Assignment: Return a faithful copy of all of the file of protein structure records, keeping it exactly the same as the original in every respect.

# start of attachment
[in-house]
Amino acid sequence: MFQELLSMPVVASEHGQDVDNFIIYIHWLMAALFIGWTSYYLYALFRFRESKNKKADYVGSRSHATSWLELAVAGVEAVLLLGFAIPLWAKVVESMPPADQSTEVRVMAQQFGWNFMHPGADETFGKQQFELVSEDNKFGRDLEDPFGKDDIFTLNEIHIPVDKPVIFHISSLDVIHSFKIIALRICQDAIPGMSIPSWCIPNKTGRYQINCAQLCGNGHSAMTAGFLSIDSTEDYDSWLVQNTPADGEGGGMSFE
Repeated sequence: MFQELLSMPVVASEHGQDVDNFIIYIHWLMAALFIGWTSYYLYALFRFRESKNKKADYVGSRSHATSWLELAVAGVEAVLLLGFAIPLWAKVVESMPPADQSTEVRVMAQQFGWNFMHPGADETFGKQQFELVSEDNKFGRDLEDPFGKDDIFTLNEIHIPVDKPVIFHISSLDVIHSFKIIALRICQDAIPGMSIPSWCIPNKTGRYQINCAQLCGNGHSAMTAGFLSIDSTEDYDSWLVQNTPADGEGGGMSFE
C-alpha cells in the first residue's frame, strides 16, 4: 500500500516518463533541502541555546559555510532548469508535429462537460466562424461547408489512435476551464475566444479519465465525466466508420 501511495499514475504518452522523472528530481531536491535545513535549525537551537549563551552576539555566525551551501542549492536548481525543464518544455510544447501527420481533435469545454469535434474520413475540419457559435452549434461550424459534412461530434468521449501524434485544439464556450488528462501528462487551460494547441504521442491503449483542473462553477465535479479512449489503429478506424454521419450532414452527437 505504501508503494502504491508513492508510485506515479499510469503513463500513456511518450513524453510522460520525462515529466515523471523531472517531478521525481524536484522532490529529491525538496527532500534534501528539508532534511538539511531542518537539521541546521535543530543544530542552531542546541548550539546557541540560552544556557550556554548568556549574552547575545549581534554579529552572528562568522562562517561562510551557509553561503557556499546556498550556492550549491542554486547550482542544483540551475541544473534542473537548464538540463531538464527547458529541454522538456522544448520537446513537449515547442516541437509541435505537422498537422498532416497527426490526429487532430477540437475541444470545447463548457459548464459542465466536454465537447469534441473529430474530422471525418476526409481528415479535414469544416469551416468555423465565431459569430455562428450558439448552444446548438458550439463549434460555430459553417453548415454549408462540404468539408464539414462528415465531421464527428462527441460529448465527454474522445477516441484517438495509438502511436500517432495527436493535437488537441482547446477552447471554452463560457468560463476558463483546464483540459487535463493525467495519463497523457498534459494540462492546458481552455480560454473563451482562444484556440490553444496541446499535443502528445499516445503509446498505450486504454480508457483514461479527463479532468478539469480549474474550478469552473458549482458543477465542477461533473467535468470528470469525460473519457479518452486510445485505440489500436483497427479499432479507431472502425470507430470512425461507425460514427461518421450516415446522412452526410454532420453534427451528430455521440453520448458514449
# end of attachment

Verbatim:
[in-house]
Amino acid sequence: MFQELLSMPVVASEHGQDVDNFIIYIHWLMAALFIGWTSYYLYALFRFRESKNKKADYVGSRSHATSWLELAVAGVEAVLLLGFAIPLWAKVVESMPPADQSTEVRVMAQQFGWNFMHPGADETFGKQQFELVSEDNKFGRDLEDPFGKDDIFTLNEIHIPVDKPVIFHISSLDVIHSFKIIALRICQDAIPGMSIPSWCIPNKTGRYQINCAQLCGNGHSAMTAGFLSIDSTEDYDSWLVQNTPADGEGGGMSFE
Repeated sequence: MFQELLSMPVVASEHGQDVDNFIIYIHWLMAALFIGWTSYYLYALFRFRESKNKKADYVGSRSHATSWLELAVAGVEAVLLLGFAIPLWAKVVESMPPADQSTEVRVMAQQFGWNFMHPGADETFGKQQFELVSEDNKFGRDLEDPFGKDDIFTLNEIHIPVDKPVIFHISSLDVIHSFKIIALRICQDAIPGMSIPSWCIPNKTGRYQINCAQLCGNGHSAMTAGFLSIDSTEDYDSWLVQNTPADGEGGGMSFE
C-alpha cells in the first residue's frame, strides 16, 4: 500500500516518463533541502541555546559555510532548469508535429462537460466562424461547408489512435476551464475566444479519465465525466466508420 501511495499514475504518452522523472528530481531536491535545513535549525537551537549563551552576539555566525551551501542549492536548481525543464518544455510544447501527420481533435469545454469535434474520413475540419457559435452549434461550424459534412461530434468521449501524434485544439464556450488528462501528462487551460494547441504521442491503449483542473462553477465535479479512449489503429478506424454521419450532414452527437 505504501508503494502504491508513492508510485506515479499510469503513463500513456511518450513524453510522460520525462515529466515523471523531472517531478521525481524536484522532490529529491525538496527532500534534501528539508532534511538539511531542518537539521541546521535543530543544530542552531542546541548550539546557541540560552544556557550556554548568556549574552547575545549581534554579529552572528562568522562562517561562510551557509553561503557556499546556498550556492550549491542554486547550482542544483540551475541544473534542473537548464538540463531538464527547458529541454522538456522544448520537446513537449515547442516541437509541435505537422498537422498532416497527426490526429487532430477540437475541444470545447463548457459548464459542465466536454465537447469534441473529430474530422471525418476526409481528415479535414469544416469551416468555423465565431459569430455562428450558439448552444446548438458550439463549434460555430459553417453548415454549408462540404468539408464539414462528415465531421464527428462527441460529448465527454474522445477516441484517438495509438502511436500517432495527436493535437488537441482547446477552447471554452463560457468560463476558463483546464483540459487535463493525467495519463497523457498534459494540462492546458481552455480560454473563451482562444484556440490553444496541446499535443502528445499516445503509446498505450486504454480508457483514461479527463479532468478539469480549474474550478469552473458549482458543477465542477461533473467535468470528470469525460473519457479518452486510445485505440489500436483497427479499432479507431472502425470507430470512425461507425460514427461518421450516415446522412452526410454532420453534427451528430455521440453520448458514449